I created the setting quietly and made a composite photo for the 2.
I always try to put some Pep's in each Gallery of my moms-to-be by letting them choose between their classic photo as they could have done it anywhere, or with my touch.
Everything is shot on the 2 photos in Studio. I work with Flash, with a 180cm Umbrella, with 35mm, here my Sigma Art, on my CANON 5D Mark IV.
I always keep an Idea Book not far away, where I empty my ideas. and as soon as it is possible for me to create them I make series.
Ane Anecdote for this one, in reality the Carton would be 2x too small to put a baby in it.? But that's what makes it easier to picture the baby in the scale of the TOY STORY characters.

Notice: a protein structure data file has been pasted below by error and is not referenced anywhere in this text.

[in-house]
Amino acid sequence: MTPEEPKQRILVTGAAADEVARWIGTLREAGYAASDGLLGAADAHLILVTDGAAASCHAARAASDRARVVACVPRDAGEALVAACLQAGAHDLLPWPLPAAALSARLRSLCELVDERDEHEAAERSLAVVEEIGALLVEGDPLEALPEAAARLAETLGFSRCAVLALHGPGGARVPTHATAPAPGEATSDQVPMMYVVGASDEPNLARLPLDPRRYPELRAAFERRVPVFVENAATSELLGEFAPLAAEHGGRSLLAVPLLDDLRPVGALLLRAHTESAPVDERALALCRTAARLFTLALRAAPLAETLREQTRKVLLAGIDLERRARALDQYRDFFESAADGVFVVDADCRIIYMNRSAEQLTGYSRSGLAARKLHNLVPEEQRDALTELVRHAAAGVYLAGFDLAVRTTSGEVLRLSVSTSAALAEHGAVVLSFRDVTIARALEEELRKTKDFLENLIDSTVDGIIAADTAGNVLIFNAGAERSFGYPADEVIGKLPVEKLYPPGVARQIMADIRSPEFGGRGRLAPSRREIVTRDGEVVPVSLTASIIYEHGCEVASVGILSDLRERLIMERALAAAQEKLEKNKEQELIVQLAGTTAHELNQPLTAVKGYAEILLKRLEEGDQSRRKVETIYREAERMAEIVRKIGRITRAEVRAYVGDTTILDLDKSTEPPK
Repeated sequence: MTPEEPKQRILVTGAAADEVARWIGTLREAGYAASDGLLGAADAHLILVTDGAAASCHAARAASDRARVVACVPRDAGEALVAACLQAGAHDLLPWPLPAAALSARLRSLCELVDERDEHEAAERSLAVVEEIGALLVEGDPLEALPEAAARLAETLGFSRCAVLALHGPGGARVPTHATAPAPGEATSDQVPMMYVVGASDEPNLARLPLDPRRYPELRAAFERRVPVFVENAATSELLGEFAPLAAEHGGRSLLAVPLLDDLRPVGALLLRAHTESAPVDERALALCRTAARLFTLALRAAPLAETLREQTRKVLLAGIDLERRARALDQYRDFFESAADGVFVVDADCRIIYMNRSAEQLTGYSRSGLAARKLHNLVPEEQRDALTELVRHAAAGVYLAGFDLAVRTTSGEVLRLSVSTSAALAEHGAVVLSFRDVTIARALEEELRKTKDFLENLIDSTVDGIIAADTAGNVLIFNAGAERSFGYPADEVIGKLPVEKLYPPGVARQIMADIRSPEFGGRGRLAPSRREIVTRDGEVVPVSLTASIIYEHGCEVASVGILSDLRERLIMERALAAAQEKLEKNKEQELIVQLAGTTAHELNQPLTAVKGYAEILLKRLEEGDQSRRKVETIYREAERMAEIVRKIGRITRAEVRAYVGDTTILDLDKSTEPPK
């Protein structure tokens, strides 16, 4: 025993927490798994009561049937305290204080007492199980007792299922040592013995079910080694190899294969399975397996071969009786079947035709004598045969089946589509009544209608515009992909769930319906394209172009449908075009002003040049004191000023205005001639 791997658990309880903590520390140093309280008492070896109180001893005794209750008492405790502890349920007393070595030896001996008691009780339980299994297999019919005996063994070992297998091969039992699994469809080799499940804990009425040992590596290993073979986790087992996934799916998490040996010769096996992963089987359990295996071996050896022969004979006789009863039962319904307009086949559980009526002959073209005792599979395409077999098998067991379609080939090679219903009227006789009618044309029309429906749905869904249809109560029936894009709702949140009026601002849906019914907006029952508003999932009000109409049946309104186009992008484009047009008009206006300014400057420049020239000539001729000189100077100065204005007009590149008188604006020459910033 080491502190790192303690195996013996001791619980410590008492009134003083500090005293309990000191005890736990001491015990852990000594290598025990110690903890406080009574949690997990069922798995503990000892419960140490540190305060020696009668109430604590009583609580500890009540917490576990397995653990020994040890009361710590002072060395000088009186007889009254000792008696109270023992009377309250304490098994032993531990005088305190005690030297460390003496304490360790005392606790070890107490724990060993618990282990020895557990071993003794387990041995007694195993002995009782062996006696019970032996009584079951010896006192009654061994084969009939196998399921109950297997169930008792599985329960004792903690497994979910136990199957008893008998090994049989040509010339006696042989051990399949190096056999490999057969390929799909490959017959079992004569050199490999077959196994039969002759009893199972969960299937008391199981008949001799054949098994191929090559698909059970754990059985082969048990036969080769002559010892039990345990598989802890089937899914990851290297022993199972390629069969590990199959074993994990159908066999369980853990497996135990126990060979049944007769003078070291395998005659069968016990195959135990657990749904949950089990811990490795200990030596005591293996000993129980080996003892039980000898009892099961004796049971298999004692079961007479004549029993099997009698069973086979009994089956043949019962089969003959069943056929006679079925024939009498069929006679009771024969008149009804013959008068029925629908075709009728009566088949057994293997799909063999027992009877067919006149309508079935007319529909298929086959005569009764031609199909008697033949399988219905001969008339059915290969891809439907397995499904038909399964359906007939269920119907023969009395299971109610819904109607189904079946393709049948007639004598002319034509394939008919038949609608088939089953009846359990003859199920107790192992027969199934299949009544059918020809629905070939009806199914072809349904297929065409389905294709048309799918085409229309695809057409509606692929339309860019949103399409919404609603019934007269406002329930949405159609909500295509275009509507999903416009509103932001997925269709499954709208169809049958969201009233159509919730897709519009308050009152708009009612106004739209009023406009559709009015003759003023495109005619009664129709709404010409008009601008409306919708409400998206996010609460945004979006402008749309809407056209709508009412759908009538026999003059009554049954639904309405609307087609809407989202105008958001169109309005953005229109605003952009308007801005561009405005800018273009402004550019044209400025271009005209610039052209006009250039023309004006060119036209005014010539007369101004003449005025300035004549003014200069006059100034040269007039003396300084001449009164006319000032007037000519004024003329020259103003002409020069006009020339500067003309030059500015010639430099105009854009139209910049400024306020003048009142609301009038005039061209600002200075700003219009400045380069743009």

A very stylish breastfeeding mom-baby photo Ella Elijah A beautiful portrait, a very stylish artistic nude photo outdoors Ella Elijah Sensitive portraits for highly styled photos Photographer Ella Elijah's tips 1- Breastfeeding Lactation sessions in a tableau setting are one of my specialties. I use a 35mm fixed focal length, an Rx-one flash as well as a plain grey paper background to make these photos (the tableau effect is only a retouching effect I created for myself). These sessions go very fast! A baby doesn't wait. I ask the moms to position themselves as they would position themselves to breastfeed their child (their comfort is paramount) and then I place a veil (or not depending on the moms' preferences). There is no particular constraint for this kind of session. I will simply say that you have to be comfortable with children, be patient and above all be on top of your game when it comes to taking pictures because once baby is done, it's over! 2- Artistic Nude in the Forest For this photo I used a 35mm fixed focal length photo lens and with a light reflector to unblock the shadows which were quite large that morning. It was 8:00 am and it had just rained just before. The sky was very cloudy and it was cold. I asked the client to undress and my assistant for the day helped her get settled on the rock that was located in the middle of the river. The most important thing was to be efficient and to go fast to avoid the client getting cold. A wonderful child portrait for a very stylish photo Rebecca Ponchel The styled photo being created | step 1: the shoot Rebecca Ponchel The styled photo at the time of retouching Rebecca Ponchel A styled photo imbued with enchantment and magic Photographer Rebecca Ponchel's tips Settings: 800 iso, f4, 1/50 second. Natural light My settings are not at their best because I was in a guest room with little light so I increased my ISO but I didn't want to go above 800 for grain quality. I also didn't want to open the aperture more to gain in brightness because my lens doesn't have the best sharpness in large aperture and especially that day I had just done several sessions of boudoir shooting and my eyes were starting to get tired. You'll tell me why I took this picture then? Because that day there was my daughter (it's her on the picture!) and she had put her pretty princess dress and I knew that the picture I wanted of her was now! As if in a freeze frame I imagined her as Sleeping Beauty! At that moment I knew that I was going to be able to realize a photo that I had in mind for a while. Each photo has its story and when I look at this one it tells the story of a mother in admiration of her sleeping little girl! It also tells the story of the Boudoir shoot I had just done and my daughter absolutely wanted to accompany me because she wants to become my makeup artist on the shoots and my assistant!